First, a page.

Today I took on updating very old Word files on my computer before they became unrecognizable. In the process, I filed each one away, which meant glancing over it first. Then, of course, I got caught up in the web of my own history, finding short stories I’d written years and years ago, letters and diaries.

I’ve a few to share, but this one comes up first, a bit from a letter (well actually, a fax) written to my publisher in 1995. I’d been thrilled to get my first book?The Many Lives & Secret Sorrows of Josephine B.?but I was a little disconcerted, to say the least, to discover that the first 25 pages was missing from the first copy I took out of the box.

I called my wonderful editor, Iris Tupholme, who told me, with her usual great good humor:

“It is a universal law of publishing that the one flawed book in the print run is sent directly to the author.”

Unfortunately, there were more than a few flawed books in the run that year. My poor publisher! Here’s from the fax I wrote on July 10, 1995, listing the problems I’d encountered:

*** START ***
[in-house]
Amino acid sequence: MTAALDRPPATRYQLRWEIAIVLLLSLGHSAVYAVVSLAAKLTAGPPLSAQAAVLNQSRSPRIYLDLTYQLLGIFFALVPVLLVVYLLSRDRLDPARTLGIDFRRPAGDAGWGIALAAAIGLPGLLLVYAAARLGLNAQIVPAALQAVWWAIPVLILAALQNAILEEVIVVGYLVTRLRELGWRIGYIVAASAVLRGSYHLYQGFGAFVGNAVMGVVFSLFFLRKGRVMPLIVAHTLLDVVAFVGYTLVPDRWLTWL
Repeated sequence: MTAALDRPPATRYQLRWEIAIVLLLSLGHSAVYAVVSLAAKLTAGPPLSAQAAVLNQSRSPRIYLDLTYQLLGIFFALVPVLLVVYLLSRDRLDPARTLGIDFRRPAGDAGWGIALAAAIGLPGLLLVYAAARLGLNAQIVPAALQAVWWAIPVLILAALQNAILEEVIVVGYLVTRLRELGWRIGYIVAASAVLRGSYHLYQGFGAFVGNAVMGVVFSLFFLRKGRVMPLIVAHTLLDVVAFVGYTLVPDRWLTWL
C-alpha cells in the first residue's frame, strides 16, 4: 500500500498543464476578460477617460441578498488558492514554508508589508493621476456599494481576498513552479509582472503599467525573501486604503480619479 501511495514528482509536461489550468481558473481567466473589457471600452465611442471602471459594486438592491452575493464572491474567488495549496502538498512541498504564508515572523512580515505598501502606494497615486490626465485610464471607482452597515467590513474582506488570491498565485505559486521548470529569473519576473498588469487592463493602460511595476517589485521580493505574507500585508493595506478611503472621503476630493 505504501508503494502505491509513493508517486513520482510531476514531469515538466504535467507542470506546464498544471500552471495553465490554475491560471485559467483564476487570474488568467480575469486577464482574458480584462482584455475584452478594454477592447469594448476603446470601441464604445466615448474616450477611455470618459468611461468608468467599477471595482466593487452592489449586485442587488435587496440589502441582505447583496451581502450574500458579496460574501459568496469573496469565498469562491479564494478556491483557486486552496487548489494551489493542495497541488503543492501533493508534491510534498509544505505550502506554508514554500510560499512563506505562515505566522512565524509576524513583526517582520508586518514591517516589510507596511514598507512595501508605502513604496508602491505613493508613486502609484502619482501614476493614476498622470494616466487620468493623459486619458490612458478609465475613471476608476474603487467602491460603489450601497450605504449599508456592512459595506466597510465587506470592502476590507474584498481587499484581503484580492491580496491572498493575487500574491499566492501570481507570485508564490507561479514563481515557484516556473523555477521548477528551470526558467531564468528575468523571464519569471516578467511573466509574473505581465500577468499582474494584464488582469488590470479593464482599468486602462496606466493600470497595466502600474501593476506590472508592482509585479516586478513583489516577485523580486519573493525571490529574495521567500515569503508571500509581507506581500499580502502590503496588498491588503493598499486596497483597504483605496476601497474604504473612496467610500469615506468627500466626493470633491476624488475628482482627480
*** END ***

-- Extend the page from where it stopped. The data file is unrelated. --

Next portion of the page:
the first signature missing (I’ve seen this twice, once in a bookstore)

glue spilling out the spine onto the pages

end-papers mucked up at the headband

holes through the inside pages (as if the pages had been closed over a bolt or something)

torn inside lining paper

ink smears inside

title on case upside-down

fabric on case torn

fabric on case wrinkled

first (blank) page glued to the inside cover

multiple covers on book (I don’t consider this a problem)

This was, I learned in the years since, highly unusual. No doubt that printer was quickly dropped, but these things can (and do) happen. Publishing is manufacturing, with all the problems that can go with it.





Now, of course, I wish I’d kept that first flawed book. Other, non-flawed copies from this first print run can be found on the Net selling anywhere from $50 to $250, signed. (The image at left is that of a bookseller offering it for $200 U.S. I can’t make out what the writing on the right is about.)